“A Great Start For Families: Kahwà:Tsire Ronwatiyenawá:Se Centre” opens doors to public

Expectant parents and families with children ages six and under will now be able to access over 40 community services and resources all in one location, thanks to the new ‘‘A Great Start for Families: Kahwà:tsire Ronwatiyenawá:se Centre”. The Centre will have its grand opening Saturday, Oct. 15, 2022, at Kingston Community Health Centres on Weller Avenue.

The Mohawk phrase in the Centre’s name, Kahwà:tsire Ronwatiyenawá:se, translates in English to “we all work together to support each other”, reflecting the Centre’s goal to help families access preventative and early support programs to help their children thrive.

According to a news release, this project is part of the provincial transformation of the child welfare system, designed to better benefit families and their children. Families will have access to services with a cultural approach that is inclusive of identity, race, language, and the diverse lived experiences of community members, including but not limited to First Nations, Inuit, Métis, Black, and LGBTQ2S+ identities. The initiative is part of an intentional approach to reducing racial overrepresentation in the child welfare system.

Program Coordinator Vicki Casey, who provided a tour of the facility explained that the Centre included “touchdown” offices, where various community service providers can meet with clients and families privately, a program room for the facilitation of workshops by service providers, and a large child-minding room where children can play while their parents and guardians participate in appointments and programming.

Program Coordinator, Vicki Casey, provided a tour of the new facility, Friday. Photo by Michelle Dorey Forestell.

The services offered include counselling to address specific challenges that affect families like mental health concerns or addiction, communal sessions like mom-and-baby yoga or healthy cooking, and well-baby checks for families who do not have access to a primary health care provider. 

Casey explained, “The whole idea is to have all of these things within one space, which makes it easier so families don’t have to stress. It’s going to be fantastic for families. That’s the goal: they come to one location and get connected with all the services they need, instead of travelling from one spot to the next. Because not everybody has the means of transportation. We want to do whatever we can to remove the barriers. We also offer food, because both food insecurity and transportation might be big barriers for families.”

When a family is in crisis it is especially important that a “one-stop shop” for services is available to families, said Ruth Noordegraaf, Director of Social Services & Housing at the City of Kingston. “Ultimately, the Centre will reduce barriers to services that can help prevent further crisis or escalation of need.”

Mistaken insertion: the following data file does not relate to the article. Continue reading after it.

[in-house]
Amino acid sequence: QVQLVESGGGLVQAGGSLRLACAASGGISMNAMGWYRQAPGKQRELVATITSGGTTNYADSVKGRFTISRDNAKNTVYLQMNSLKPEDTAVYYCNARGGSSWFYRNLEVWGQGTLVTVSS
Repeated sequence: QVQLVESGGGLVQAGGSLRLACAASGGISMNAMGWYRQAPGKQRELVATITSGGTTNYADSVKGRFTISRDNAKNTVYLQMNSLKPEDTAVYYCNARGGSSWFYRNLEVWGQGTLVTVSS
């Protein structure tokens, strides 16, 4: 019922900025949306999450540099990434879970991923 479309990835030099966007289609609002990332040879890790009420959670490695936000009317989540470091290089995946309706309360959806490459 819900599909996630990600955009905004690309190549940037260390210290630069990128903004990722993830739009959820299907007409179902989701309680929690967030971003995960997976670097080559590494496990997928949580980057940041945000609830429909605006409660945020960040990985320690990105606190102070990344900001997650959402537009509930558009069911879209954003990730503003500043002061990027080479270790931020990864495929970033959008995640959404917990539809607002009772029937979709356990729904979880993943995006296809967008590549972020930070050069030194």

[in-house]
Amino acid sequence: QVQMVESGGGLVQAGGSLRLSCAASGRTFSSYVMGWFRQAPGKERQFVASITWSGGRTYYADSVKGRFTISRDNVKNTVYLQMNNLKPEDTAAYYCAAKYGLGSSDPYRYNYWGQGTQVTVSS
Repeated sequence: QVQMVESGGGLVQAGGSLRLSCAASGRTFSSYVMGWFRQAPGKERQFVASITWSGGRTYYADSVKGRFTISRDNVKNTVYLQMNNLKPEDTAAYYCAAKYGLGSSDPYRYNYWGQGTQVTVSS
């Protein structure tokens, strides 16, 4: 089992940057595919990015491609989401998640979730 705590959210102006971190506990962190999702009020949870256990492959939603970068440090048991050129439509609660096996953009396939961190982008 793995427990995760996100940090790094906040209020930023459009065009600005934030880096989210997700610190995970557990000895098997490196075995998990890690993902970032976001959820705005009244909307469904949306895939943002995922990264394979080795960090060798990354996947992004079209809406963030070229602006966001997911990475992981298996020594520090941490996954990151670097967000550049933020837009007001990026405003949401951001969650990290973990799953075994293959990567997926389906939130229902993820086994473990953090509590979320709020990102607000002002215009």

Supervised child minding is a unique feature of the new facility. Photo by Michelle Dorey Forestell.

With a focus on early intervention and support, the Centre will help families understand what services are available, and how to access them. However, it is also there to listen to what services the community requires.

“We want young children and their families to feel safe, welcomed, and understood in a judgement-free environment,” explained Lousanne Rodé, Centre Manager. “Programming is available to both moms and dads with young children.”

The funding for this initiative is a collaborative response between United Way of KFL&A, the City of Kingston, and Family and Children’s Services of Frontenac, Lennox and Addington (FACSFLA).  

Activities and toys await the children so parents can meet with service providers without distractions. Photo by Michelle Dorey Forestell.

In a written release, FACSFLA stated that they are thrilled to be a part of this new initiative. “We know the need is growing and we are committed to finding creative solutions to help young children and their families,” said Sonia Gentile, Executive Director of FACSFLA. “This holistic approach will include the crucial voice of the people we are hoping to serve.”

Also according to the release, the need for this integrated service model is well-documented. Last year, approximately 1,250 child welfare referrals were investigated, with the most prevalent issues related to substance use, intimate partner violence (IPV), and mental health crises.

Bhavana Varma, CEO at United Way of KFL&A, was quoted in the release expressing her support for the services that Centre will provide. “We’re very excited about peer and network support for people participating in this program. They will be able to connect with others with similar backgrounds, networks and cultures.” 

‘‘A Great Start for Families: Kahwà:tsire Ronwatiyenawá:se Centre” at 263 Weller Avenue in Kingston will officially open on Saturday, Oct. 15, 2022. Community members are invited to the drop-in open house from 10:00 am to 1:00 pm that day for tours of the Centre, free child-minding while parents learn about services, and free food and drinks.

One thought on ““A Great Start For Families: Kahwà:Tsire Ronwatiyenawá:Se Centre” opens doors to public

  • Such an excellent service, so greatly needed. Kudos to the driving forces who accomplished this stage. Good wishes to Vicky Casey and all those both providing and hoping to use the services. Sally Bowen, Topsy Farms

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